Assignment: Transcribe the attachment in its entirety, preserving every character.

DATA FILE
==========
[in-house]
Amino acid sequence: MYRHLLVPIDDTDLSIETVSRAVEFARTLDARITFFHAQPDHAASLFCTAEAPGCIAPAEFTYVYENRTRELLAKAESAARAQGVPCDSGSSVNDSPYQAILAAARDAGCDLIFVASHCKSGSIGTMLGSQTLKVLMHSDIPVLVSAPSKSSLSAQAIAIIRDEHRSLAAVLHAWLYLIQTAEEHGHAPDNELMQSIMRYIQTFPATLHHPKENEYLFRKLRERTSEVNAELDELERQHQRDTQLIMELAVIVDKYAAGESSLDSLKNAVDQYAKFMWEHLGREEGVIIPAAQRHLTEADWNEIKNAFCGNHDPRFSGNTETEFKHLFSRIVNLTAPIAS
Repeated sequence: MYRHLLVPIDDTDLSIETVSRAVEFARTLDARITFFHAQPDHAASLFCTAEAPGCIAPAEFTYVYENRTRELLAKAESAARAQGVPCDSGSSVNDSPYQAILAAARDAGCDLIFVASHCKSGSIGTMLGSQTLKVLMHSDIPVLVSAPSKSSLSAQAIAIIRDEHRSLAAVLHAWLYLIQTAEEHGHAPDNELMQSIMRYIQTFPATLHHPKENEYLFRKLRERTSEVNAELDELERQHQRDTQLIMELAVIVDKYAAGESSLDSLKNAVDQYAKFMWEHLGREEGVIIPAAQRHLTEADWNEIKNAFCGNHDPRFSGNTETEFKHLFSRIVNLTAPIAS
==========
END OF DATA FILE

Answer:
[in-house]
Amino acid sequence: MYRHLLVPIDDTDLSIETVSRAVEFARTLDARITFFHAQPDHAASLFCTAEAPGCIAPAEFTYVYENRTRELLAKAESAARAQGVPCDSGSSVNDSPYQAILAAARDAGCDLIFVASHCKSGSIGTMLGSQTLKVLMHSDIPVLVSAPSKSSLSAQAIAIIRDEHRSLAAVLHAWLYLIQTAEEHGHAPDNELMQSIMRYIQTFPATLHHPKENEYLFRKLRERTSEVNAELDELERQHQRDTQLIMELAVIVDKYAAGESSLDSLKNAVDQYAKFMWEHLGREEGVIIPAAQRHLTEADWNEIKNAFCGNHDPRFSGNTETEFKHLFSRIVNLTAPIAS
Repeated sequence: MYRHLLVPIDDTDLSIETVSRAVEFARTLDARITFFHAQPDHAASLFCTAEAPGCIAPAEFTYVYENRTRELLAKAESAARAQGVPCDSGSSVNDSPYQAILAAARDAGCDLIFVASHCKSGSIGTMLGSQTLKVLMHSDIPVLVSAPSKSSLSAQAIAIIRDEHRSLAAVLHAWLYLIQTAEEHGHAPDNELMQSIMRYIQTFPATLHHPKENEYLFRKLRERTSEVNAELDELERQHQRDTQLIMELAVIVDKYAAGESSLDSLKNAVDQYAKFMWEHLGREEGVIIPAAQRHLTEADWNEIKNAFCGNHDPRFSGNTETEFKHLFSRIVNLTAPIAS